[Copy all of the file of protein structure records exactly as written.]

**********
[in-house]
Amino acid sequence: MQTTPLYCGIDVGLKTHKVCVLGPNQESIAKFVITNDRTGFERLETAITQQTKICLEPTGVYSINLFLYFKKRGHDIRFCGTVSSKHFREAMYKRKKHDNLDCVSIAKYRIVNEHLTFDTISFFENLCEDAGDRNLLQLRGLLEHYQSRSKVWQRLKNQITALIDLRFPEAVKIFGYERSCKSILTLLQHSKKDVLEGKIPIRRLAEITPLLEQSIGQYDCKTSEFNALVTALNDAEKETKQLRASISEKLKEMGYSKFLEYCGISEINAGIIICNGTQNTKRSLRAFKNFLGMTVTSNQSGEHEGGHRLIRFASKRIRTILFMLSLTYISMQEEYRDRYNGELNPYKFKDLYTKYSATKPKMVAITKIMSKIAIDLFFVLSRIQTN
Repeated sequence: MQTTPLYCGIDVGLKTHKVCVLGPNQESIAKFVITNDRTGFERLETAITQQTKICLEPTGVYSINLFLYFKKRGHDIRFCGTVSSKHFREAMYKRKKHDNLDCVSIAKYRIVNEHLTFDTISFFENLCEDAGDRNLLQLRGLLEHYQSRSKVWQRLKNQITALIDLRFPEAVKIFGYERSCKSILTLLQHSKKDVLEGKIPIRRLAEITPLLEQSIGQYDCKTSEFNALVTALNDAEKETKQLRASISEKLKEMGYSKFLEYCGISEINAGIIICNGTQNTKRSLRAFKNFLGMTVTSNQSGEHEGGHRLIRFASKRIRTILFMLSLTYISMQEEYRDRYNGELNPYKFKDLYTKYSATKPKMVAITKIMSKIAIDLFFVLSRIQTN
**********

[in-house]
Amino acid sequence: MQTTPLYCGIDVGLKTHKVCVLGPNQESIAKFVITNDRTGFERLETAITQQTKICLEPTGVYSINLFLYFKKRGHDIRFCGTVSSKHFREAMYKRKKHDNLDCVSIAKYRIVNEHLTFDTISFFENLCEDAGDRNLLQLRGLLEHYQSRSKVWQRLKNQITALIDLRFPEAVKIFGYERSCKSILTLLQHSKKDVLEGKIPIRRLAEITPLLEQSIGQYDCKTSEFNALVTALNDAEKETKQLRASISEKLKEMGYSKFLEYCGISEINAGIIICNGTQNTKRSLRAFKNFLGMTVTSNQSGEHEGGHRLIRFASKRIRTILFMLSLTYISMQEEYRDRYNGELNPYKFKDLYTKYSATKPKMVAITKIMSKIAIDLFFVLSRIQTN
Repeated sequence: MQTTPLYCGIDVGLKTHKVCVLGPNQESIAKFVITNDRTGFERLETAITQQTKICLEPTGVYSINLFLYFKKRGHDIRFCGTVSSKHFREAMYKRKKHDNLDCVSIAKYRIVNEHLTFDTISFFENLCEDAGDRNLLQLRGLLEHYQSRSKVWQRLKNQITALIDLRFPEAVKIFGYERSCKSILTLLQHSKKDVLEGKIPIRRLAEITPLLEQSIGQYDCKTSEFNALVTALNDAEKETKQLRASISEKLKEMGYSKFLEYCGISEINAGIIICNGTQNTKRSLRAFKNFLGMTVTSNQSGEHEGGHRLIRFASKRIRTILFMLSLTYISMQEEYRDRYNGELNPYKFKDLYTKYSATKPKMVAITKIMSKIAIDLFFVLSRIQTN